Is your child as safe as they could be in the car? Recent statistics show 1 in 3 children between the age of 1 and 3 are not properly restrained in the car. The numbers for older children are even scarier. The same study showed only 1 out of 10 children between the ages of 8 and 11 were as safe as they could be in their vehicle.
Car seat recommendations can be daunting. Let’s hit some highlights and get you a resource to keep your little one as safe as possible in the car.
Check your seat: Car seat inspections are available at the Sanford Children’s Safety Centers.
Best car seat for infants (newborns to 9 months)
Most children less than 9 months of age fit well in a standard, rear facing infant car seat. These are often the models that can be clipped in and out of your vehicle. The base, which stays in the vehicle, is a great way to ensure your child is secure each time you clip the seat in. Many seats advertise high weight limits, but it’s also important to watch length as many seats only fit children up to 30 or 32 inches. This height is often reached before a child turns one. The “all-in-one” seats positioned rear facing, also work for this age group.
Best car seat for toddlers (under 3 years old)
One of the biggest changes to car seat recommendations in the last few years is that children should be rear facing until at least 2 years of age. This recommendation is based off of good evidence showing the rate of head, neck and brain injury is much higher in young children who face forward. As our cars decelerate in serious accidents their little necks have a tough time slowing down their larger heads.
The convertible or stage 2 car seats work well for this. They can safely face backwards for some time. The LATCH system (now in most cars) or the seat belt can be used to secure the seat.
Best car seat for preschoolers (ages 3-5)
Children who have outgrown the rear facing height or weight of their convertible seat should sit forward facing. This would be with a seat with a five-point harness (the seats with the chest clip and the two buckles by the legs). This can be a convertible or forward-facing seat.
This seat should be used until your child outgrows the height or weight. This is one of the most common mistakes parents make. They really are safest in these harness systems as long as you can keep them there.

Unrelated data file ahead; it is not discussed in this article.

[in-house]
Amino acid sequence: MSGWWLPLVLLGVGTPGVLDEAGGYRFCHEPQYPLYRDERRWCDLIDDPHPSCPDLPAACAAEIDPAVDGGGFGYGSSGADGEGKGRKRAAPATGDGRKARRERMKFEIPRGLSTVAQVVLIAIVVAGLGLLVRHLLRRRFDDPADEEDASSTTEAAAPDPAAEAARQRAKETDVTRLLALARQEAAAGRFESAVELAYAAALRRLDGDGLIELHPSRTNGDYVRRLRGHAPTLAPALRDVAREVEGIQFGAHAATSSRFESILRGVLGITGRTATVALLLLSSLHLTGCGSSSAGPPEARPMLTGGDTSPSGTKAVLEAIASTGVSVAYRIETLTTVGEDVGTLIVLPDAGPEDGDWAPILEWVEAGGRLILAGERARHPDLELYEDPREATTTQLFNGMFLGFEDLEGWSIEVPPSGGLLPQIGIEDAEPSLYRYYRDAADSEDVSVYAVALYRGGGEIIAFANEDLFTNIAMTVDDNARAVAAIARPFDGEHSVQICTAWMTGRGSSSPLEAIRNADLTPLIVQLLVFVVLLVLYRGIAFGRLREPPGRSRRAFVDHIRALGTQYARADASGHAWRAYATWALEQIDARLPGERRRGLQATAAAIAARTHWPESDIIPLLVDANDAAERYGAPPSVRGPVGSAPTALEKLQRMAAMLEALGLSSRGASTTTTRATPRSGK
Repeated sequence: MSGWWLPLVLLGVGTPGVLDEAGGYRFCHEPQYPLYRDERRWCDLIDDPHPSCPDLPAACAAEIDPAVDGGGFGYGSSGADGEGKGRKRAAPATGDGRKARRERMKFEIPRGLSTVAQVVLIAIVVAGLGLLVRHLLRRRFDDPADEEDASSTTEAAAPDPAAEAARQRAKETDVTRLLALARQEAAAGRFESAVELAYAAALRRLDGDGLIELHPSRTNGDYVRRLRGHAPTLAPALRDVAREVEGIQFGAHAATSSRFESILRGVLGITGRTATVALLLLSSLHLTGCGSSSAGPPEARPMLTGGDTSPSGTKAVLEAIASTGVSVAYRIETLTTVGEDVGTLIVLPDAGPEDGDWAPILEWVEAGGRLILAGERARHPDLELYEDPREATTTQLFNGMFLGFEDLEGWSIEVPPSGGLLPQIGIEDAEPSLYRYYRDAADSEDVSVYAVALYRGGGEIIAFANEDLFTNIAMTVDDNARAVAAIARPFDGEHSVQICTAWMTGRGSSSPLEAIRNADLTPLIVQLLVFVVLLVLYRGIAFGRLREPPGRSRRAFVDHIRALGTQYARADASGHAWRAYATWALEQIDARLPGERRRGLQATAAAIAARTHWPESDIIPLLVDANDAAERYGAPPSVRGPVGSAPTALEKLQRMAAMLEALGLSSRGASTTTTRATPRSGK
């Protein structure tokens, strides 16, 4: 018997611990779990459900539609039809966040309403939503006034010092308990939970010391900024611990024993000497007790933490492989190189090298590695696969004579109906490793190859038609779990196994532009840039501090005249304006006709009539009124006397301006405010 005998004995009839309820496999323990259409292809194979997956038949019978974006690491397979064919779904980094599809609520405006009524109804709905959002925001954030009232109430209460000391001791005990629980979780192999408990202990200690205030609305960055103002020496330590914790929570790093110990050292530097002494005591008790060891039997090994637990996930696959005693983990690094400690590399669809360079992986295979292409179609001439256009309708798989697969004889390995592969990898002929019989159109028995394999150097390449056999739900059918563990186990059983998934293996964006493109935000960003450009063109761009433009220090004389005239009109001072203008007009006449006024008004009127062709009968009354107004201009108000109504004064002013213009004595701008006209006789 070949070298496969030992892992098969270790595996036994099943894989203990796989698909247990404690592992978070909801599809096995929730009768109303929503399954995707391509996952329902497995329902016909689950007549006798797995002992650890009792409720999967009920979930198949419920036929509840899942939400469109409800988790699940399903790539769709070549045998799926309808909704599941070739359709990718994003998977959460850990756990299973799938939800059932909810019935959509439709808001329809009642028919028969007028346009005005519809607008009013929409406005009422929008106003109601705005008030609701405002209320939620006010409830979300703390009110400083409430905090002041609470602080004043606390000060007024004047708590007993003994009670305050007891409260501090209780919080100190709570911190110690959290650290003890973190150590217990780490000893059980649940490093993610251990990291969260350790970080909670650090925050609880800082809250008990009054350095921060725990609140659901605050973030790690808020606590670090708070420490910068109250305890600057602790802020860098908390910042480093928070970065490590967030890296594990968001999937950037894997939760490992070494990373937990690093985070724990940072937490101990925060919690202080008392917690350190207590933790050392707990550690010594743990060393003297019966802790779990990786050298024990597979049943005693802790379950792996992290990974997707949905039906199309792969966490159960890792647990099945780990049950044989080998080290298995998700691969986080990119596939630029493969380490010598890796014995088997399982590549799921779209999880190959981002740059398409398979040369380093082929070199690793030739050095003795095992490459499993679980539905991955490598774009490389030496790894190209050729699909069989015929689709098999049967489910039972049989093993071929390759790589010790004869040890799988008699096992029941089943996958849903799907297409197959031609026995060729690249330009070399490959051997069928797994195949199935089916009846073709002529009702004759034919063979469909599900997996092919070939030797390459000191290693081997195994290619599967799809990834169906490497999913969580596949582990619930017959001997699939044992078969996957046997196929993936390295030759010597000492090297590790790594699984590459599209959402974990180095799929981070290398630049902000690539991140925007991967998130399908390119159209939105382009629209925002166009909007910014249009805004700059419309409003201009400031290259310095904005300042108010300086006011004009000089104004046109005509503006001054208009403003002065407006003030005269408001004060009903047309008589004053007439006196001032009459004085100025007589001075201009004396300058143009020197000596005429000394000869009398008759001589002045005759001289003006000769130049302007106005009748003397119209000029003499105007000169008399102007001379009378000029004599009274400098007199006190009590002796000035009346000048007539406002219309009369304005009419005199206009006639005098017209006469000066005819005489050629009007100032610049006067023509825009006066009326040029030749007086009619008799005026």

Best car seat for school-aged children (ages 5-11)
The time to move to a booster is specific for each child but may not be until well after your child starts school, especially with many new larger seats.
Once they are too large for their five-point harness, then a belt positioning or traditional booster is best. This should be used until your child is 4 feet 9 inches tall. This is usually between 8 and 11 years of age.
While this may seem like a very long time for them to use a seat, it is safest. Children in this age group have less developed bone structure than adults who the seat belt was designed for. The growing bones are more pliable and ensuring the belt is positioned low on the hips, and across the breastbone, greatly decrease the risk of serious injury.
Best car seat for middle school (ages 11-13)
Yep, you read that right — middle school. Your child should sit in the back seat of the vehicle whenever possible until the age of 13. Again this is due to car design and safety features, specifically front air bags and the risk of injury to front seat passengers in the event of a crash.
Little known facts about car seat safety
- Thick coats and snowsuits can significantly decrease the safety of a seat. It’s best to buckle your child in without one of these on and then put the coat on before you go out.
- Car seats expire! They shouldn’t be used after the expiration date. They usually expire seven to 10 years after they were manufactured.
- A car seat that is installed in a car (with or without a child in it) at the time of a moderate or severe accident should be replaced.
- You can get your car seat checked at your local fire station or other community resources to ensure it is properly installed.
- Installation can be tricky. The LATCH system is often most effective to keep the seat secure. However, these systems have weight limits as low as 65 pounds (combined weight of the child and the seat). As your little one becomes not so little, check your vehicle information to know when to switch to the seat belt.
- There are often different LATCH hooks for rear and forward facing position.
- If you are using a car seat forward facing, the LATCH should be used across the back of the seat regardless of if you use the belt or the LATCH to secure the front of the seat.
To keep your precious cargo as safe as possible they should be in the correct seat, in the correct position, with the seat installed correctly at all times when the vehicle is moving. A lot of parents question about the best brand of car seat. A well-installed, less expensive seat is far more effective than the highest end car seat can ever be.
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